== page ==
Monday, 23 January 2012

Of blastpipes and blowers

I got home late last night, earlier than expected, having completed my weekend's tasks and nipped over to drop some things off with Grandma and Big Grandad.

Yesterday we finally got 'Oliver's blastpipe assembly off. This was not as easy as it should have been, and took about a day and a half in the end. Eventually, it turned out that one of the studs had sheared, and we had to burn it out in order to release it. All the time you have to bear in mind the relative fragility of castings, and the expense of pattern-making and casting of a replacement - not to mention the fact that the engine won't work without it!

When a steam engine is working, steam exhausted from the cylinders comes up the blastpipe and out of the chimney. In the process, it creates a draught in the smokebox, which draws the fire. On top of the blastpipe is the blower (seen here before removal), which creates that draught 'artificially' to prevent the fire from 'blowing back' at the crew, and to draw the fire when the loco is stationary.

Over time, hot oil from the cylinders builds up and bakes onto the inside of the blastpipe, and in the time 'Oliver' has been back in action, it had built up to the point where it was potentially causing excess back-pressure. To avoid the grot off the inside of the blastpipe going down into, and damaging, the pistons, the blastpipe has to be removed in order to chip it off.

So, early yesterday afternoon we finally managed to get the blastpipe out and the blower off, at which I could start chipping the crud off - it was over half an inch thick in places. Some of it split off in slabs, rather like splitting slate - the rest had to be chipped and ground away, and I was seriously encrusted by the time I finished. Three lots of swarfega, two showers and a bath later, and a little remains!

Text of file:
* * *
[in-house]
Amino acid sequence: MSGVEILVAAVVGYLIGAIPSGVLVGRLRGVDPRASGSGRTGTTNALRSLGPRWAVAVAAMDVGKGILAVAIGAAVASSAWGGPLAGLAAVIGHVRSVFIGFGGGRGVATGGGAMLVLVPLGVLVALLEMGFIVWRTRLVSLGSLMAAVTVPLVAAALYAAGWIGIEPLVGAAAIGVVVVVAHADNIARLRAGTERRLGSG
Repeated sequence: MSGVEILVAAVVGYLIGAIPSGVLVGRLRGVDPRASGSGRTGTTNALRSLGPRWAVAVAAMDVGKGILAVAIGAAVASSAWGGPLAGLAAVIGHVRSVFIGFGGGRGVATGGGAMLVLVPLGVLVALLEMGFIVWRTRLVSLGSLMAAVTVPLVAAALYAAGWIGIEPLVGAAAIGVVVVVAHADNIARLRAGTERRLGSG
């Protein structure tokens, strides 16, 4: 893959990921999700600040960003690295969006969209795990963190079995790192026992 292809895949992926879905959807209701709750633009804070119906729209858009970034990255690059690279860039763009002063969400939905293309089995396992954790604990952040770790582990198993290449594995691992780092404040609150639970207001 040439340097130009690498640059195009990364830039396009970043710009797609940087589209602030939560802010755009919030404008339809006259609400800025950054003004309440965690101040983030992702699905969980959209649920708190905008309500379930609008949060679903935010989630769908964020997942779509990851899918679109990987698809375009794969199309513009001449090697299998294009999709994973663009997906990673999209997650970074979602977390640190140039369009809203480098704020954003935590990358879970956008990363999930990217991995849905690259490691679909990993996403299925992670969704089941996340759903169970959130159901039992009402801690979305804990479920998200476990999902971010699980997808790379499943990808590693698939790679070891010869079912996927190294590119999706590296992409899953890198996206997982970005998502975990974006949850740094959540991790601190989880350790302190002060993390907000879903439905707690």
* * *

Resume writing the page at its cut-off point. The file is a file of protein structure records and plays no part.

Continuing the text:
Some time with the whirly wheel on the angle grinder cleaned up the outside of the casting, too - including the all-important flange faces, so it re-seats nicely.

Final task for me (for someone will today be making a new stud to replace the one which met its end) was to make a new gasket. Unlike a car, you can't just pick one up off the shelf, shaped to suit - after all, there are only two 'Britannias' left in existance! A sheet of jointing is therefore the starting point to cut a new one out.

Jointing is pliable but reasonably easily torn. You can cut it with a knife, but on a heavy duty joint like this one, I tend to do it with a hammer. First, you stick bolts, the same diameter as the studs on which the casting sits, through the holes, to keep the sheet in registration.

Then, with a ball pein hammer, you work your way along all the edges to be cut, tapping the edge with the hammer and breaking the jointing cleanly around it. Very quickly you have a gasket of exactly the right dimensions to seal the joint. You then take a picture of your finished work, except I forgot to do that!

I suppose I may as well leave little tips like this on here for you to find in the future. Whilst I would sooner teach you face to face, that is no excuse for me to fail to provide the instruction a father gives his son.

Meantime, 'Oliver' will be back in action next weekend, and out on the main line again soon.

That's the first weekend I've spent at the engine shed for a very, very long time, and the exercise (in both senses of the word!) has done me good. Nose back to the grindstone today, and, speaking of chipping away at greasy filth, responding amongst other things to the CSA...

Love from Daddy

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